Recently, many of my clients have come to me with questions about converting to a Roth IRA. Moving money from a traditional IRA to a Roth IRA (often referred to as the “pay taxes now or later” debate) presents some complications. It’s also irreversible, so it’s understandable that many investors struggle to make the best choice. Here are answers to some frequently asked questions, including a story of how making the right choice saved a customer $26,000.

What is the difference between a traditional IRA and a Roth IRA? The biggest difference between a Roth IRA and a traditional IRA is when you pay your taxes. Contributions to a traditional IRA are tax deductible, but retirement withdrawals are taxable. Roth IRAs work in the opposite direction. Contributions to a Roth IRA are not tax deductible, but qualified retirement withdrawals are tax deductible. Essentially, it’s about paying taxes now (Roth) or later (traditional). Who should consider switching?

I always start by looking at the client’s financial situation and goals. Here are some situations where switching from Legacy to Roth can be beneficial:

You have retired or have recently reduced your income (meaning you are now in a lower tax bracket).

Your future income could be higher, putting you in a higher tax bracket.

You worry about future tax increases. You see tax efficiency as a key objective.

You want to bequeath a tax-free estate to your heirs.

What are the tax advantages of a Roth conversion?

We often talk about how to diversify the assets in your portfolio, but it also helps diversify your tax strategy. For some, the Roth conversion can provide:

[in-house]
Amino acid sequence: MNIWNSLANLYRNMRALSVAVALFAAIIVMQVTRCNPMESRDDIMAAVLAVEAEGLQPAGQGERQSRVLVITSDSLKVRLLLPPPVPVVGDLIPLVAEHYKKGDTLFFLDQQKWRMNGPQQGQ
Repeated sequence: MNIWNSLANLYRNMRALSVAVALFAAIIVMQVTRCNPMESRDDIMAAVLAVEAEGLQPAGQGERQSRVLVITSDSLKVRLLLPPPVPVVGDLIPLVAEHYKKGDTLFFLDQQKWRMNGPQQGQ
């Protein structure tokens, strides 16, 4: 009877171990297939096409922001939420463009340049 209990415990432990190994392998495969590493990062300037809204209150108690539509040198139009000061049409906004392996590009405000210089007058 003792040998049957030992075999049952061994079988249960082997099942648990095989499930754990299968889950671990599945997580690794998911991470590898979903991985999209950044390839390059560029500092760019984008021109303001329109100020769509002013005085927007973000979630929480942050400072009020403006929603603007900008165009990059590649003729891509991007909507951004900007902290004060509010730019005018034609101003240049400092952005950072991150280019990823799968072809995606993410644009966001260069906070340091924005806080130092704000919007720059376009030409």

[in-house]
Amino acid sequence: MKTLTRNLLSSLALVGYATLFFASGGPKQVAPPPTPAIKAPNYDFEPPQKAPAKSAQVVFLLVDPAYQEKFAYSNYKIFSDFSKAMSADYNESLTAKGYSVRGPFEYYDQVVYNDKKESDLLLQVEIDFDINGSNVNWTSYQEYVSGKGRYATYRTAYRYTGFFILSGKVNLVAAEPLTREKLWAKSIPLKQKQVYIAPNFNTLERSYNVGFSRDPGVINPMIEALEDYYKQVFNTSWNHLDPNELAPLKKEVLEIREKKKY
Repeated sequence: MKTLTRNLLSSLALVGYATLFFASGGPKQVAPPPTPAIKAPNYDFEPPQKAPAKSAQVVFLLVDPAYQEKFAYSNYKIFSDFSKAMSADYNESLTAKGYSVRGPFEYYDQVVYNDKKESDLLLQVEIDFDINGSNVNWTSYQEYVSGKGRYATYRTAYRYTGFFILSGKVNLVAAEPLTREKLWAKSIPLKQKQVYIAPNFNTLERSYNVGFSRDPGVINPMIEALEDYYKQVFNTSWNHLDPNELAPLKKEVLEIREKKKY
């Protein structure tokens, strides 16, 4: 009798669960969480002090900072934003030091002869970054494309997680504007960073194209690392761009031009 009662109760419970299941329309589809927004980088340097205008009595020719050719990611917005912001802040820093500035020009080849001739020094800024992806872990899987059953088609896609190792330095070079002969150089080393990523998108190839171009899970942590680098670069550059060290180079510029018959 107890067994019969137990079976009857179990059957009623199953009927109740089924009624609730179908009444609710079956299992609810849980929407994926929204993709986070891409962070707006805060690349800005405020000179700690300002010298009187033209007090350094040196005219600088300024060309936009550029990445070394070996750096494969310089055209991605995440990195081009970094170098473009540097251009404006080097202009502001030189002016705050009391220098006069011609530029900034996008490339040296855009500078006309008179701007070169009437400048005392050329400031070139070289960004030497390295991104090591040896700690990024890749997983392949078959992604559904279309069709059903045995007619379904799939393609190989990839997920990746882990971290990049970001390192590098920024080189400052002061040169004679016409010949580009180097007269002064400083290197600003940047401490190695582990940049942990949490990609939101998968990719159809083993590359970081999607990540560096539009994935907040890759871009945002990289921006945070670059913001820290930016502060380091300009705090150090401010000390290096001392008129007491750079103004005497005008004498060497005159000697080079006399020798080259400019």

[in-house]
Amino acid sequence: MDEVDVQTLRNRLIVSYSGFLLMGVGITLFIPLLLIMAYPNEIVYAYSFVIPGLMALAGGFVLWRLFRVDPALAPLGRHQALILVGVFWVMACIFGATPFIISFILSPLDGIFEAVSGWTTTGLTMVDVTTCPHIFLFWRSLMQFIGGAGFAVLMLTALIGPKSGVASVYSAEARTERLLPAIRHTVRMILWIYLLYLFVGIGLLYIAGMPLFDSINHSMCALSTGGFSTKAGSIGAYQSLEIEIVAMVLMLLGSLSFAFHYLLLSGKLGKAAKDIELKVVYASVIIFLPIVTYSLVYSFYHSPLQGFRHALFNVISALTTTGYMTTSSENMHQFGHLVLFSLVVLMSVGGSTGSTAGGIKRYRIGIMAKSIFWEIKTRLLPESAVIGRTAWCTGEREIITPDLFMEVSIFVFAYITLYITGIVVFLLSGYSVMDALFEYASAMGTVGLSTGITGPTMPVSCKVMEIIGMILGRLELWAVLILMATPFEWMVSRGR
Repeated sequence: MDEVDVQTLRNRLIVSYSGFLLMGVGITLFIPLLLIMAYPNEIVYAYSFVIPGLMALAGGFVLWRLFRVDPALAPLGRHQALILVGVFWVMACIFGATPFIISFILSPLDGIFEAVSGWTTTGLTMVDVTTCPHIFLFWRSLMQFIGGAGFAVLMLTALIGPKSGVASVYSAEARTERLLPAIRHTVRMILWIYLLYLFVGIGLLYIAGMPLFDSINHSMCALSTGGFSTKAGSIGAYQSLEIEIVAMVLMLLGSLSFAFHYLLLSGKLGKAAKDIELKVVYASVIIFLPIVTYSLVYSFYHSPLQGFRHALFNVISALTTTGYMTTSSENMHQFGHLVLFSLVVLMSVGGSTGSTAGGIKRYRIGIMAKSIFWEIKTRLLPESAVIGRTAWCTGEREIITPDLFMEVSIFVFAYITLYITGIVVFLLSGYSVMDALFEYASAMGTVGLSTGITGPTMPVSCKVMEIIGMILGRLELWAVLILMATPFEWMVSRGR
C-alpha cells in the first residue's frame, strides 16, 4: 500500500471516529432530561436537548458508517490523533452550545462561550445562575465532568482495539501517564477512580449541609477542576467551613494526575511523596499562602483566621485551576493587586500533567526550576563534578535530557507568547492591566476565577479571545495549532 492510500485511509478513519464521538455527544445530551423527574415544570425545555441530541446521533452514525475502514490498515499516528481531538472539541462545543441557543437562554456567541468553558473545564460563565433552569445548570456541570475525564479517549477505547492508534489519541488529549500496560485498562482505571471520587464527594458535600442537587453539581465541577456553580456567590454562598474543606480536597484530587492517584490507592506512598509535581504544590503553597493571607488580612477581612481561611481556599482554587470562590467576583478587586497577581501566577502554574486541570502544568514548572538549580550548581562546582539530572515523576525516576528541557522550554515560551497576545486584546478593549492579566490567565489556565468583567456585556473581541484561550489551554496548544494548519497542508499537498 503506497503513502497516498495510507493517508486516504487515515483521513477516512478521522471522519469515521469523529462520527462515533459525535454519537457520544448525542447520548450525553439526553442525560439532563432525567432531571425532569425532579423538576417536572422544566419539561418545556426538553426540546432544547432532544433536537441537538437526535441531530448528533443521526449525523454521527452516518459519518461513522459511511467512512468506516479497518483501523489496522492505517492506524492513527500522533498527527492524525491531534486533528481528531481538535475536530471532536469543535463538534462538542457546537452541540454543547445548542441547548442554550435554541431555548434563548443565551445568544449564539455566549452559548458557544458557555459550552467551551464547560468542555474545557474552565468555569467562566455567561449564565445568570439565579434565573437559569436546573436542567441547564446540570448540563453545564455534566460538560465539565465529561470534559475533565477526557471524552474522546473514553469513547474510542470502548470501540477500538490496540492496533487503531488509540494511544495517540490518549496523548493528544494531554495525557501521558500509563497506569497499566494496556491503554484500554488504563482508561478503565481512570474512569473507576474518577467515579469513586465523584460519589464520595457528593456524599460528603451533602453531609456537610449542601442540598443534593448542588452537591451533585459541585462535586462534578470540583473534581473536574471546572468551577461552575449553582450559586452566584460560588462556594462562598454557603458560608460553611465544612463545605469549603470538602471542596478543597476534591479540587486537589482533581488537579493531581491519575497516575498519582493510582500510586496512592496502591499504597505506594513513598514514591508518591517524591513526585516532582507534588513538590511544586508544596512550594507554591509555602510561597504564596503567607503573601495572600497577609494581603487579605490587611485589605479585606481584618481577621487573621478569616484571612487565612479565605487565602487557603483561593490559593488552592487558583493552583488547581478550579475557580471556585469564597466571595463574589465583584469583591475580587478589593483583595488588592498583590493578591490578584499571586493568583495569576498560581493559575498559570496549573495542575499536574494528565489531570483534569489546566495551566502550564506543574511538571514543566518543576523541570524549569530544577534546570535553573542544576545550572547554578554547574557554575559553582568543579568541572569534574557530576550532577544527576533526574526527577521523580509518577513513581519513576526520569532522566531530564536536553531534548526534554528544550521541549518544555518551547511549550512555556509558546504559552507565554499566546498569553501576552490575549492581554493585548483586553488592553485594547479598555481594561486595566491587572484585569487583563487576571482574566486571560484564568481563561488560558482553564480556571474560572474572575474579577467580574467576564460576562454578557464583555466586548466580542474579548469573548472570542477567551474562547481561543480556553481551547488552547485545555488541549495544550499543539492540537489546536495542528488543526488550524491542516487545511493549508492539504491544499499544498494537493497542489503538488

Avoid uncertainty. No one can predict what tax rates will be or how they will change over time. Current tax rates and estate tax exemptions expire in 2025 and may change as part of the Build Back Better plan. You can hedge your tax exposure by saving money in a wider range of taxable and tax-advantaged accounts. This way, you reduce the risk of the value of your investment falling due to changes in tax laws.

Tax-free retirement withdrawals. Unlike withdrawals from a traditional IRA, withdrawals from a qualified Roth IRA are generally tax-free. If you are under age 59.5 at the time of withdrawal, you may be subject to taxes and penalties, with some exceptions.

Tax-free growth. A Roth IRA has no minimum distribution requirement (RMD) over your lifetime, so your money can stay in your account and continue to grow tax-free.

Tax-free inheritance. When your beneficiaries inherit IRA assets, they must, in most cases, distribute them within 10 years of your death. With traditional IRA assets, these distributions would be considered taxable income, while Roth IRA assets are tax exempt.

If you’re ready to get started, we provide tutorials to make the process easier.

Do I have to withhold tax if I change?

The amount you convert to a Roth IRA is taxable, but you are not required to withhold taxes upon conversion. You can choose to pay it when you file your tax return, but you may be penalized with late fees if the bill is large enough. Review your overall tax situation with a tax advisor and make a tax estimate if necessary, preferably from non-IRA assets.

By paying taxes from sources other than retirement, you maximize the benefits of change by allowing more dollars to grow in the Roth instead of being used to pay taxes.